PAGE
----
Nodes get created when a flow is deployed, they may send and receive some messages whilst the flow is running and they get deleted when the next flow is deployed.
When packaged as an npm module, they also include a
package.json file that pulls
it all together.
To begin creating your own node, you can either create it as a simple ‘local’ node or go straight to packaging it as a proper module.
A local node just consists of the
These files can be located within either the
nodes directory in your user directory,
~/.node-red/nodes, or one of the directories defined in the
The following example defines a simple node that converts a message payload into all lower-case characters.
The node is wrapped as a node module. The module exports a function that gets called
when the runtime loads the node on start-up. The function is called with a single
RED, that provides the module access to the Node-RED runtime api.
The node itself is defined by a function,
LowerCaseNode that gets called whenever
a new instance of the node is created. It is passed an object containing the
node-specific properties set in the flow editor.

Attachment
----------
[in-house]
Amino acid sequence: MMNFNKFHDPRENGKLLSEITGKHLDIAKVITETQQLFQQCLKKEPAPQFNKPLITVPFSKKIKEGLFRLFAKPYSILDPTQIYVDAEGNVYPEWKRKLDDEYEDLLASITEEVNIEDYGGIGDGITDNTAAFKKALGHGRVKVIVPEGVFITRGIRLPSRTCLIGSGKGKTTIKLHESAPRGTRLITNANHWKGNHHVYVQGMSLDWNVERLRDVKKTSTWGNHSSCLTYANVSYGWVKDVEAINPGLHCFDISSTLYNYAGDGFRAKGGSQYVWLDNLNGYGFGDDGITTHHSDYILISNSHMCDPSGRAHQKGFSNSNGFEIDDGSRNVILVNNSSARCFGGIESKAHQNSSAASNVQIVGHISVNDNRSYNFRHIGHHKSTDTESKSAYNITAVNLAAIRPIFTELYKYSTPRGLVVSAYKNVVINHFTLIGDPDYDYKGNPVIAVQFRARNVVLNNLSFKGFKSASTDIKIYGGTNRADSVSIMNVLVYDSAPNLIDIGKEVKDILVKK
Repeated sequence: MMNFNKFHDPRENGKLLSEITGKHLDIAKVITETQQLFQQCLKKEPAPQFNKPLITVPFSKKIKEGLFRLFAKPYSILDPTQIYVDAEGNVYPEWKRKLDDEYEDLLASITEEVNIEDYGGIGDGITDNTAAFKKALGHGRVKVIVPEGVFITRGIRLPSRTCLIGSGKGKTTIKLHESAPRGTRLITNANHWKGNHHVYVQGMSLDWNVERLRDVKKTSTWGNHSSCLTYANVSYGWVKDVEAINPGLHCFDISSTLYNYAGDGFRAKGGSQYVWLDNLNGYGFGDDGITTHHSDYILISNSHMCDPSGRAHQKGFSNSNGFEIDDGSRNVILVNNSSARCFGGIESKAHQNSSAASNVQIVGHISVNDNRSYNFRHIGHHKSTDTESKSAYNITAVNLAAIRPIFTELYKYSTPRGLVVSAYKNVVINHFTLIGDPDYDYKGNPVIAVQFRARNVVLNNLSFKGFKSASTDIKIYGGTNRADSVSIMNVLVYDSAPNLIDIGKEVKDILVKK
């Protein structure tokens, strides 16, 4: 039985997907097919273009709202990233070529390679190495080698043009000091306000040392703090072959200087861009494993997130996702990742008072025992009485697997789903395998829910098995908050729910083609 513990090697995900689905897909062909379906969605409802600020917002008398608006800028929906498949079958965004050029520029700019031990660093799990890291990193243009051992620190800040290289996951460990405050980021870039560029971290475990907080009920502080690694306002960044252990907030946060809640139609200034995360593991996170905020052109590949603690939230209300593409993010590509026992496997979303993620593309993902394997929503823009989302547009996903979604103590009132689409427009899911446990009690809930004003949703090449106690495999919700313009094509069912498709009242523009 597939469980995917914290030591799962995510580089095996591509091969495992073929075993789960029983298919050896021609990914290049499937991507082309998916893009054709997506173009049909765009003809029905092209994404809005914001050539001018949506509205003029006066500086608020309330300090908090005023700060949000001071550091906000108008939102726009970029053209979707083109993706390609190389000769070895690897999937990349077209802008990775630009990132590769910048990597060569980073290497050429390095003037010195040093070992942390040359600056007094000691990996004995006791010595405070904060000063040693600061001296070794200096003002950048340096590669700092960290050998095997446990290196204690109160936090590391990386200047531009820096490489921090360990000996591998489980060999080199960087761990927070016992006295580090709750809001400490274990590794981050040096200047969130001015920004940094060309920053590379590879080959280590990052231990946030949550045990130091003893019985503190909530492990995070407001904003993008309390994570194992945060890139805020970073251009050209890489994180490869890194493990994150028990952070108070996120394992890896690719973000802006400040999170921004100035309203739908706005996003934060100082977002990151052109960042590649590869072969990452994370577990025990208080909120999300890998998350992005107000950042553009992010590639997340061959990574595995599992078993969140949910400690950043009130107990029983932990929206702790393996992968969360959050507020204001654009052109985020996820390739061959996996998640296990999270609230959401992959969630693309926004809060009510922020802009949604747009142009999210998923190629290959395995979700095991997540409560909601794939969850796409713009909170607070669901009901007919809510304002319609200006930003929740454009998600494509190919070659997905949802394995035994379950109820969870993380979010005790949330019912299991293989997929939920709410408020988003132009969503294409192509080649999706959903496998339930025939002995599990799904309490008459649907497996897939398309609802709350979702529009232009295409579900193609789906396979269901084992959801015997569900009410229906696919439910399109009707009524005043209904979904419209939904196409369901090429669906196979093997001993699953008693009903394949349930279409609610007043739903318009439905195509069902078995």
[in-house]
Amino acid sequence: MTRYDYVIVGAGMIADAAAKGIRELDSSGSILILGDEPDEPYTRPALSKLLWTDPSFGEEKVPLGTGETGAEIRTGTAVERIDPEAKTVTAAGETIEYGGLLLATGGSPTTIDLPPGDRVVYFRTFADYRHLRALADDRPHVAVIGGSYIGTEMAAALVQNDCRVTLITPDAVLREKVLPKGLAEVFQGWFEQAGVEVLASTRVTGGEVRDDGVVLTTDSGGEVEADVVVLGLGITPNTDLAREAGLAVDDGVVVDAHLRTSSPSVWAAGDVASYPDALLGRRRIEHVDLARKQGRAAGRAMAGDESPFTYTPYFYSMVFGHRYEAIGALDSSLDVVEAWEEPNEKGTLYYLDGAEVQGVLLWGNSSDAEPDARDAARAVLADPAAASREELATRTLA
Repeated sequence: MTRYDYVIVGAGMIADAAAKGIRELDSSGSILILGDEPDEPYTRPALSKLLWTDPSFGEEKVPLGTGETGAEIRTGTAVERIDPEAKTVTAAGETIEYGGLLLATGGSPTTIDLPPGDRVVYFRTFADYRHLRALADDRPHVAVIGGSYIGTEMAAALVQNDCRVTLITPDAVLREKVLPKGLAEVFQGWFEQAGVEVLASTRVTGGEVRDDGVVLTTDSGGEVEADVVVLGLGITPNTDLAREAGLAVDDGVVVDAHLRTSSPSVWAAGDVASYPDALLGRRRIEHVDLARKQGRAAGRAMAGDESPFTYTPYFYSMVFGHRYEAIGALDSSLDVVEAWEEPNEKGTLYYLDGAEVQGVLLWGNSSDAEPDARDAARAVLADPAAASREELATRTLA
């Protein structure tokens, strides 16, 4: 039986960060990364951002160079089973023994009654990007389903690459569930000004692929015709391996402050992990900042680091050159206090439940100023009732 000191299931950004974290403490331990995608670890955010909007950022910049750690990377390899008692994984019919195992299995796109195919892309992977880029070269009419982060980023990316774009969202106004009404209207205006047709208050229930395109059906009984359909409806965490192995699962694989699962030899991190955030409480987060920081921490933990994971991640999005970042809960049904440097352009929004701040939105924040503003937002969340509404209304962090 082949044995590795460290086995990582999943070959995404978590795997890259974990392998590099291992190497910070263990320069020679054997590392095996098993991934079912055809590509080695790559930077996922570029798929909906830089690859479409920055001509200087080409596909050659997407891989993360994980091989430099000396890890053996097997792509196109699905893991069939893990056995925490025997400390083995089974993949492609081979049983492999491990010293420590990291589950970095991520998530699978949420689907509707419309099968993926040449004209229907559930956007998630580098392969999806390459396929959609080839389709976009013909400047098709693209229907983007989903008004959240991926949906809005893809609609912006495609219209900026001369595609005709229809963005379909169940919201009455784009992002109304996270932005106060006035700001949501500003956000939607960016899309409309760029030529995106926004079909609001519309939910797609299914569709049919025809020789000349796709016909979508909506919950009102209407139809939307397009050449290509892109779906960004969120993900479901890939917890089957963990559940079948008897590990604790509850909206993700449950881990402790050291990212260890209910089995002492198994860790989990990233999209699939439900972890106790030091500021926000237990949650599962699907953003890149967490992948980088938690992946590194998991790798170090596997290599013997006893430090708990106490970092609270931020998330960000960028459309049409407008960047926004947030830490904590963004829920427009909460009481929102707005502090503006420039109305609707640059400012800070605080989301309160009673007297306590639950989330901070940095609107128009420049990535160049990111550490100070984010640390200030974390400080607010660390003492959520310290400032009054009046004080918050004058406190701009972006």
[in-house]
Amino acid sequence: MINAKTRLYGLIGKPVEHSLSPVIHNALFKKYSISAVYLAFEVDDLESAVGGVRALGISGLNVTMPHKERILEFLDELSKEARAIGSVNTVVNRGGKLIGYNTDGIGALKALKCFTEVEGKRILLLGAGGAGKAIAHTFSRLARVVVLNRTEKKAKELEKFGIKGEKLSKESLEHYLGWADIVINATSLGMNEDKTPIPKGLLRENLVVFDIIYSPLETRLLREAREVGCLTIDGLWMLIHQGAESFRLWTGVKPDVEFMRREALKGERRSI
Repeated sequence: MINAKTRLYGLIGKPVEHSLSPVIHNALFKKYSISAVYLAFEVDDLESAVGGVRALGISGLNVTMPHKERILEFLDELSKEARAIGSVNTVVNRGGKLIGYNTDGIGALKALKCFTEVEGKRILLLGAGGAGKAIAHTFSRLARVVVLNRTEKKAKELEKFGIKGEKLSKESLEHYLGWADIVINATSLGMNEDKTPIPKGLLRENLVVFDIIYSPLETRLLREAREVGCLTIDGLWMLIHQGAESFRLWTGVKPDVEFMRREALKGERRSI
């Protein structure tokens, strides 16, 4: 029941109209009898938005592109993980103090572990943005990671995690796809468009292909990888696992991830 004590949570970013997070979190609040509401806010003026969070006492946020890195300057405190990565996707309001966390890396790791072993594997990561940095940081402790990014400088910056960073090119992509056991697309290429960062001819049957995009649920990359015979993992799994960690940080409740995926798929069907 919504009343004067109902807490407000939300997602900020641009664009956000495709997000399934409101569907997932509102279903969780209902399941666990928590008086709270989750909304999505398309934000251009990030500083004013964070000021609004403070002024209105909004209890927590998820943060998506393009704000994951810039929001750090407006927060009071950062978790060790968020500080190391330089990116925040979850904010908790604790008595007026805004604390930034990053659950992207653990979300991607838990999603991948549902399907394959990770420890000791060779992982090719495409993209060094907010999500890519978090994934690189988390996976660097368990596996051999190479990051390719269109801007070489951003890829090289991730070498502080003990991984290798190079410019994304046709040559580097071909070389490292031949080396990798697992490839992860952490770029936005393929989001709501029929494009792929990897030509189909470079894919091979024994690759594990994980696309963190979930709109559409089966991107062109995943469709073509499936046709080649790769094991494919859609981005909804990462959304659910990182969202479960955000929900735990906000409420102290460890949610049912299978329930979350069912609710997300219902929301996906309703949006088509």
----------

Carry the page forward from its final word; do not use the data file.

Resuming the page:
The function calls the
RED.nodes.createNode function to initialise the features
shared by all nodes. After that, the node-specific code lives.
In this instance, the node registers a listener to the
input event which gets
called whenever a message arrives at the node. Within this listener, it changes
the payload to lower case, then calls the
send function to pass the message
on in the flow.
LowerCaseNode function is registered with the runtime using the
name for the node,
If the node has any external module dependencies, they must be npm installed alongside the node files.
A node’s HTML file provides the following things:
In this example, the node has a single editable property,
name. Whilst not
required, there is a widely used convention to this property to help distinguish
between multiple instances of a node in a single flow.